In a statement e-mailed to USA TODAY, AstraZeneca said: Regulators have clear and stringent efficacy and safety standards for the approval of any new medicine, and that includes COVID-19 Vaccine AstraZeneca. The safety of the vaccine has been extensively studied in Phase III clinical trials and Peer-reviewed data confirms the vaccine has been generally well tolerated.”

Adrianna Rodriguez

Five symptoms that could predict ‘long haul’ COVID problems

A new study suggests coronavirus symptoms felt in the first week of infection may be a predictor of how long they will last. Patients with COVID-19 who felt more than five symptoms in their first week of illness were more likely to become so-called “COVID long haulers,” which researchers qualified as having symptoms for longer than 28 days, according to the study published in the peer-reviewed journal Nature Medicine.

The five symptoms experienced during the first week that were most predictive of becoming a long hauler were fatigue, headache, hoarse voice, muscle pain and difficulty breathing.

“Long COVID is common. It affects a large proportion of patients and has a wide distribution of symptoms,” said Dr. Michael Wechsler, a pulmonologist at National Jewish Hospital.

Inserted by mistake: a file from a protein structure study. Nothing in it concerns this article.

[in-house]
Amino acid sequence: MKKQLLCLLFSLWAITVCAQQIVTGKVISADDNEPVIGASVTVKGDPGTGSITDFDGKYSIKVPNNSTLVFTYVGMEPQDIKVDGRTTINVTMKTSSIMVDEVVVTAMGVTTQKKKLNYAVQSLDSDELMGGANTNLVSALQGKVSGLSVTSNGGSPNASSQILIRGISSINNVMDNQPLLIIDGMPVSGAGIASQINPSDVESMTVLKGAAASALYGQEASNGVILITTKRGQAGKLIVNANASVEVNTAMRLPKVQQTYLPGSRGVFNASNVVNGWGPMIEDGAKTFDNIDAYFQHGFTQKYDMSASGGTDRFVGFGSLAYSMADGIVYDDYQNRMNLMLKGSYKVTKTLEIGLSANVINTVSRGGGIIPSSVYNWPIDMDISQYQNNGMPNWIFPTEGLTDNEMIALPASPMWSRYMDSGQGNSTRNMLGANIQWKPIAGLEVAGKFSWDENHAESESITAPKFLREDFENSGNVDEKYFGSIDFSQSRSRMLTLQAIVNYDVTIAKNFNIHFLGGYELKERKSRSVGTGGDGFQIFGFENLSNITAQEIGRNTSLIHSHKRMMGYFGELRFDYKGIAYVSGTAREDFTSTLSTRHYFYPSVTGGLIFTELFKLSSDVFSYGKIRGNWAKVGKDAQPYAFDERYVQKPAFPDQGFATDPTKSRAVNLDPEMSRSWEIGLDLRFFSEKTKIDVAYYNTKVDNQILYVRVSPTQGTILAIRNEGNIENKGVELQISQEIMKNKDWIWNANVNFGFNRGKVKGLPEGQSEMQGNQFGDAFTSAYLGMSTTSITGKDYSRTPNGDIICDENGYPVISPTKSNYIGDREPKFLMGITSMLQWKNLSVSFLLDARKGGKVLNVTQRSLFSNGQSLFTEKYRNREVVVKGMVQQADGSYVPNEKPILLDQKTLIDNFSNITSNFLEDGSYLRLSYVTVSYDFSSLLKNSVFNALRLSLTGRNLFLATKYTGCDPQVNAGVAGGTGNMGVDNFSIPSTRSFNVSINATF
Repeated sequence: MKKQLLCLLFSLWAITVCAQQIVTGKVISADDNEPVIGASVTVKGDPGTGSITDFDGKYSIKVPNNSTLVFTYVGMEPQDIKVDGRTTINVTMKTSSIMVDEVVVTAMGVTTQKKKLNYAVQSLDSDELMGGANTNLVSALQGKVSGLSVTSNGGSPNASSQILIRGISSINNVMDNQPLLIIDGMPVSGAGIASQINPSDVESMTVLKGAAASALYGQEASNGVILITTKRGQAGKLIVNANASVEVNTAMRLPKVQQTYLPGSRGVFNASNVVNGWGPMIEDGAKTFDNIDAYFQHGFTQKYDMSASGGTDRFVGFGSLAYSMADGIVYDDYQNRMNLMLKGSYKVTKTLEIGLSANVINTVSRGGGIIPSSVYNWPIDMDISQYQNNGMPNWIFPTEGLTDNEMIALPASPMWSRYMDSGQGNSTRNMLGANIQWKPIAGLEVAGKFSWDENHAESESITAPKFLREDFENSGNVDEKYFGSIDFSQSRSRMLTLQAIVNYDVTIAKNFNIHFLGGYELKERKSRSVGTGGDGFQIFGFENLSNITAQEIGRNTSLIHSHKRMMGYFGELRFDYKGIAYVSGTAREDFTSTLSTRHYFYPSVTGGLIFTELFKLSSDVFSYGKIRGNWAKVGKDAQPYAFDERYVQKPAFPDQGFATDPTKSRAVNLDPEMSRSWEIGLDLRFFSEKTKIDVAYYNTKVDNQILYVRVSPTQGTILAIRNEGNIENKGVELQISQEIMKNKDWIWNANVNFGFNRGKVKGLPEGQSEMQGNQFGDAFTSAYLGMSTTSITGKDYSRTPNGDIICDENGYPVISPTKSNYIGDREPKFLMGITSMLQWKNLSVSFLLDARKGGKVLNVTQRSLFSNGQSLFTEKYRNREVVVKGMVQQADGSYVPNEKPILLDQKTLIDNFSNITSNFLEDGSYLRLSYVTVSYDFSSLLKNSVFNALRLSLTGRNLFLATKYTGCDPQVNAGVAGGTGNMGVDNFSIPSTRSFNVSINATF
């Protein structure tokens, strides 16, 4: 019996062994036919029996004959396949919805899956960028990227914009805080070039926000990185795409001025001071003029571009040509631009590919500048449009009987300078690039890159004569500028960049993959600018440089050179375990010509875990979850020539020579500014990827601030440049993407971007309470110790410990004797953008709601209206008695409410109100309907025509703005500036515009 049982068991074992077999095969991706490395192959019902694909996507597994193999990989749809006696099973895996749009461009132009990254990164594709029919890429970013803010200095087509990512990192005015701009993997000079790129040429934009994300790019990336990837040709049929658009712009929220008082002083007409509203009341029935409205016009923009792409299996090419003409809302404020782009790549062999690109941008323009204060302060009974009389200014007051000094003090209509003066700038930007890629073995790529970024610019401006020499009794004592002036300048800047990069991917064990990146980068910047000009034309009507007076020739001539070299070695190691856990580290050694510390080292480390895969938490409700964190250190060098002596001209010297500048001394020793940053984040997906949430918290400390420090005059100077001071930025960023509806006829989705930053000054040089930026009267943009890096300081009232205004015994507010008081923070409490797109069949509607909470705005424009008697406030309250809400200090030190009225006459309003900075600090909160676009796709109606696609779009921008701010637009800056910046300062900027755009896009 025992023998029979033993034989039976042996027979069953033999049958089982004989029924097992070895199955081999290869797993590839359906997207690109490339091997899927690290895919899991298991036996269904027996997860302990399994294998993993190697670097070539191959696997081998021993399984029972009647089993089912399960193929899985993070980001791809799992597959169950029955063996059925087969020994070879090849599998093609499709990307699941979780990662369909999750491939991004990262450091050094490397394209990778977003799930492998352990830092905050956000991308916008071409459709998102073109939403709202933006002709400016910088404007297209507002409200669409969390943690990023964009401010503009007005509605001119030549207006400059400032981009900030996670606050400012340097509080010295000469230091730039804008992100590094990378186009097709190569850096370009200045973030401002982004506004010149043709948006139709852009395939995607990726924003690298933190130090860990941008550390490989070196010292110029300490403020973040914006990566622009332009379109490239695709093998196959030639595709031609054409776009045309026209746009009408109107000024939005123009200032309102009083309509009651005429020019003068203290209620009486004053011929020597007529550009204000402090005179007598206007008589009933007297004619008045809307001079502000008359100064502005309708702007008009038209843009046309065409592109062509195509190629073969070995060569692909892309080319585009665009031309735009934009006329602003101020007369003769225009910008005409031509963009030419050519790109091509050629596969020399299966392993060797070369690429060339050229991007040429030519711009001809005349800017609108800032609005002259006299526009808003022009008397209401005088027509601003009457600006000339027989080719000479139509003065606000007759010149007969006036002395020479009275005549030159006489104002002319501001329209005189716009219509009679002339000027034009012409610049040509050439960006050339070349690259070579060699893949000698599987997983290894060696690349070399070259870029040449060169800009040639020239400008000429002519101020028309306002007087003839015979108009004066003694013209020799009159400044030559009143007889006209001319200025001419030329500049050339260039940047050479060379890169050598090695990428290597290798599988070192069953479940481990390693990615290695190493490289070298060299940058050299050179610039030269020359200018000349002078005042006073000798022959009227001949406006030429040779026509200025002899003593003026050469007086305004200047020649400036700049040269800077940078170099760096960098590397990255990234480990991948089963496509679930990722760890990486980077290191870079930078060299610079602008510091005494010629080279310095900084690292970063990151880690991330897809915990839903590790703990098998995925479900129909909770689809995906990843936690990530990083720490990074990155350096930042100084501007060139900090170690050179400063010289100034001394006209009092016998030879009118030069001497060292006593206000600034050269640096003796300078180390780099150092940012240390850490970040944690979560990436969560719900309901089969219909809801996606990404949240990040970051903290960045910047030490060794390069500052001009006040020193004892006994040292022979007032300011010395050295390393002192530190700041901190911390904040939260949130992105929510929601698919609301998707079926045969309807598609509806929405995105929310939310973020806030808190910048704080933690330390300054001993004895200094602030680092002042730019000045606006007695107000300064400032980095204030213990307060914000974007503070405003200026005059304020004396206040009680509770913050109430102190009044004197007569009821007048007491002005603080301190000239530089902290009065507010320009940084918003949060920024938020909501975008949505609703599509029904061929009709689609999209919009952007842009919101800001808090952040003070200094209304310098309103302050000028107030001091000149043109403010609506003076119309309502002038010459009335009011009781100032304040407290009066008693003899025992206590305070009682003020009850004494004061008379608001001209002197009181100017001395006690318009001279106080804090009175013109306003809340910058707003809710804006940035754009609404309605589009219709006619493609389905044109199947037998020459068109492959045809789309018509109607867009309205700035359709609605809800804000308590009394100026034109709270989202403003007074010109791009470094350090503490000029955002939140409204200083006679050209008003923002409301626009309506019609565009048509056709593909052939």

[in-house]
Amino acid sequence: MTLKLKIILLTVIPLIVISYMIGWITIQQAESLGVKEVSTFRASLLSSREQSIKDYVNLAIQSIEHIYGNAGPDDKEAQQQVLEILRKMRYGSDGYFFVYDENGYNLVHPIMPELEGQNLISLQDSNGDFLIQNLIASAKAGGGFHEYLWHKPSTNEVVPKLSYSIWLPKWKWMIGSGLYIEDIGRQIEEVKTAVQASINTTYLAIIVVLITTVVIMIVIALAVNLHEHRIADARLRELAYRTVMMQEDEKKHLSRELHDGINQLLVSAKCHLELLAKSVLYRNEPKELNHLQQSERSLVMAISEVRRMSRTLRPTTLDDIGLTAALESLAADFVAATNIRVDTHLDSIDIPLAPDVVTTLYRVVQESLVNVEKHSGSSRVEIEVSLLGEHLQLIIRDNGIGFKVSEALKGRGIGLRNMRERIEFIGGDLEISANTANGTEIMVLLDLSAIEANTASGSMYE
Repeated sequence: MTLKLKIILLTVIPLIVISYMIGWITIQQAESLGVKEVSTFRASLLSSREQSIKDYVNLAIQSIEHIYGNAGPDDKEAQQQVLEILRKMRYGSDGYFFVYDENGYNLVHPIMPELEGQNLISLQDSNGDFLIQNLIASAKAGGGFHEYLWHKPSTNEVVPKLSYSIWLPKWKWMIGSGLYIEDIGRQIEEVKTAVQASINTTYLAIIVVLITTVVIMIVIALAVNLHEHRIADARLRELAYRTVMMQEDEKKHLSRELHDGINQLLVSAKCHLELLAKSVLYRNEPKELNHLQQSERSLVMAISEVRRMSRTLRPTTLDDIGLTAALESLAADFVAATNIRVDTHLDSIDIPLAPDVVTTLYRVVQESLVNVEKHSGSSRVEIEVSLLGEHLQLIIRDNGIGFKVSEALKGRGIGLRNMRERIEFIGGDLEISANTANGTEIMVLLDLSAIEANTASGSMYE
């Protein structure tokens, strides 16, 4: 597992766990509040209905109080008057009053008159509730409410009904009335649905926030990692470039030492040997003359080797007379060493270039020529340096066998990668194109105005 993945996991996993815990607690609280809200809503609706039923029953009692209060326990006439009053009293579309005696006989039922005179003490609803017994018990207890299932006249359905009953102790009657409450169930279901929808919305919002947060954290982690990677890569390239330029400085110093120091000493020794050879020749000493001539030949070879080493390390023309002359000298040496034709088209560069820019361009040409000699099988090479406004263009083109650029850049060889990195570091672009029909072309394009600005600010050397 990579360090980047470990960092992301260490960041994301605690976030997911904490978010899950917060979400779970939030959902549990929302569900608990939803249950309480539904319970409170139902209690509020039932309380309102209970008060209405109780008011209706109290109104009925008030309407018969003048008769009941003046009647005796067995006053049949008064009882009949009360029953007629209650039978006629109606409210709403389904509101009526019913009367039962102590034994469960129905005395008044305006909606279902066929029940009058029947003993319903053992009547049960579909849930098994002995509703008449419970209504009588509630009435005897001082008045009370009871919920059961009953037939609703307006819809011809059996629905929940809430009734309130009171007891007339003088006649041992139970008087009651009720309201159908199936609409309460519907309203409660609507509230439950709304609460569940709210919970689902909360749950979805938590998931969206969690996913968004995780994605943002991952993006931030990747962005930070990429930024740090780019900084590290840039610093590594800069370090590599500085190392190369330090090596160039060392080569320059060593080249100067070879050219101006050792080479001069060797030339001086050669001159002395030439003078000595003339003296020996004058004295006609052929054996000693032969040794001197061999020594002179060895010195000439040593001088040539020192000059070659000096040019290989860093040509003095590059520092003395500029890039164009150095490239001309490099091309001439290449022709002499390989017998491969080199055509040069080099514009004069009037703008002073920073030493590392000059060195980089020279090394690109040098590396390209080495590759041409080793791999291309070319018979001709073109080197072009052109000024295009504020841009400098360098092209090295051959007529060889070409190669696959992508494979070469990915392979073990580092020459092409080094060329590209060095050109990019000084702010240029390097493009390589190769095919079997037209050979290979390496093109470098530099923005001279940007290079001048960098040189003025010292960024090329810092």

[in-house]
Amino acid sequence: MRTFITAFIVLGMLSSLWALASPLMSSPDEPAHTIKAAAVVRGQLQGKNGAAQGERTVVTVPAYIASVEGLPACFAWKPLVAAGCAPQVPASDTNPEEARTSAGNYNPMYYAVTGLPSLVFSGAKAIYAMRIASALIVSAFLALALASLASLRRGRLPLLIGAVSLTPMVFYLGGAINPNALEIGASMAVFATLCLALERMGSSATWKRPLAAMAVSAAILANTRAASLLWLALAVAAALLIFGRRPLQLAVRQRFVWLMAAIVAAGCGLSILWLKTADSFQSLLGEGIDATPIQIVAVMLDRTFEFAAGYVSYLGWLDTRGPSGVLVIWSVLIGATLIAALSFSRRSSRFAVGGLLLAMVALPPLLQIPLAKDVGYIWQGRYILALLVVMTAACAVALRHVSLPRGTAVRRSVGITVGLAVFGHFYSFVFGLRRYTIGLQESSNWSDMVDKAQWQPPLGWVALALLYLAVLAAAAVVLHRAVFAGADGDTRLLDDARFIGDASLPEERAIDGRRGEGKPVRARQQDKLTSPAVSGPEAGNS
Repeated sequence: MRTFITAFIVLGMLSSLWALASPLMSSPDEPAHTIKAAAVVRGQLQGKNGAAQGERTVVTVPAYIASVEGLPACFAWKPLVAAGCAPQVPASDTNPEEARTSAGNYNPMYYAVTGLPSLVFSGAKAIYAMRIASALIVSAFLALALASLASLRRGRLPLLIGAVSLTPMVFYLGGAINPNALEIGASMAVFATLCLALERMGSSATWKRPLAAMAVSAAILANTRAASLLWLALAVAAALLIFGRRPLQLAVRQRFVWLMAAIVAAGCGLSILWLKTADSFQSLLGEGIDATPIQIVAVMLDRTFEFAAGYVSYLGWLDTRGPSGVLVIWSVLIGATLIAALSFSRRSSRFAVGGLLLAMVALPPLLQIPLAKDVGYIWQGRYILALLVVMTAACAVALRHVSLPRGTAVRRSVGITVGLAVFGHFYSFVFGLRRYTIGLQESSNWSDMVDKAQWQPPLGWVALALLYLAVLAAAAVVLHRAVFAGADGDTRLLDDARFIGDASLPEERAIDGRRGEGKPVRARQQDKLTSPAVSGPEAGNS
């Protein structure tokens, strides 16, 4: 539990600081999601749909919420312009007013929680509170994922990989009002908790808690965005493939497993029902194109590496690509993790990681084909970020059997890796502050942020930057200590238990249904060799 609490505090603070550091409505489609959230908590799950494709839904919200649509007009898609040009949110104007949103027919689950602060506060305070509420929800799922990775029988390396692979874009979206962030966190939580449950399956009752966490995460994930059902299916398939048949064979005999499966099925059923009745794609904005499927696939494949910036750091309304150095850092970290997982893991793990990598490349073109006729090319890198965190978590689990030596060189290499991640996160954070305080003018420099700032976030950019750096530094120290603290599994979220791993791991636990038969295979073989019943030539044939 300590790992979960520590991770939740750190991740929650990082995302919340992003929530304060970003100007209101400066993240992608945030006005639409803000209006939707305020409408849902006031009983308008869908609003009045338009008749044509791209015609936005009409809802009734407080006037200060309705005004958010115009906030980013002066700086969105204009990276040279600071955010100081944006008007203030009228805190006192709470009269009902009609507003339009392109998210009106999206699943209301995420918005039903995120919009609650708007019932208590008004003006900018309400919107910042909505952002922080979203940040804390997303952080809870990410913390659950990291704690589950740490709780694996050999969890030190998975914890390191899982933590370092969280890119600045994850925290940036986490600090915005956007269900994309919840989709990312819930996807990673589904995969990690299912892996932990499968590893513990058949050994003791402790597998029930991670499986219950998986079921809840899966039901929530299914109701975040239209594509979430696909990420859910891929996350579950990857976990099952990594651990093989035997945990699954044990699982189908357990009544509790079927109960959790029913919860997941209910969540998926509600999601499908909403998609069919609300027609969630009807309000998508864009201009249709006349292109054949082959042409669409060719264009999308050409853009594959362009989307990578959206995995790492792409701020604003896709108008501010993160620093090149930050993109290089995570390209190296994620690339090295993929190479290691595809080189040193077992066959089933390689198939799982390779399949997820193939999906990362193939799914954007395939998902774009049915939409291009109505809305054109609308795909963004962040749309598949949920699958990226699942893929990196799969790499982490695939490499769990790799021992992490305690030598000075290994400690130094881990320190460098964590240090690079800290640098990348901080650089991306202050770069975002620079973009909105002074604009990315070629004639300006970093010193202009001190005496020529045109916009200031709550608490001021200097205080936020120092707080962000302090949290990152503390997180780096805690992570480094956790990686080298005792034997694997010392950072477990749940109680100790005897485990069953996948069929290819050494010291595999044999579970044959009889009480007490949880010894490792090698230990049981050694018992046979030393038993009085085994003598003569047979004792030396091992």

Adrianna Rodriguez

More states easing, dropping vaccine eligibility requirements

More states are following Alaska’s lead and trimming or dropping vaccine eligibility requirements. Alaska lifted eligibility requirements for the state Tuesday, and Utah Gov. Spencer Cox said all adults in his state will be eligible to receive COVID-19 vaccines April 1. Georgia will expand COVID-19 vaccine criteria starting Monday to everyone 55 years and older, plus younger adults who are overweight or have serious health conditions. And Florida Gov. Ron DeSantis said the state will soon drop the age requirement there to 55 and then probably open it up to the rest soon after.

Black community fights back against vaccine lies on social media

Hairstylist Katrina Randolph has heard just about every COVID vaccine conspiracy theory making the rounds on social media, so every time a client slides into her chair, she snips away at fears and misconceptions. 

No, the vaccine isn’t an effort to sterilize Black people. It can’t alter your DNA. It won’t implant a microchip to track your movements. And no, people of color are not being used as guinea pigs. Randolph has put herself on the front lines of the Black community’s fight against COVID vaccine misinformation, part of a network of barbershops and beauty salons working with Dr. Stephen B. Thomas, who runs the Maryland Center for Health Equity at the University of Maryland School of Public Health.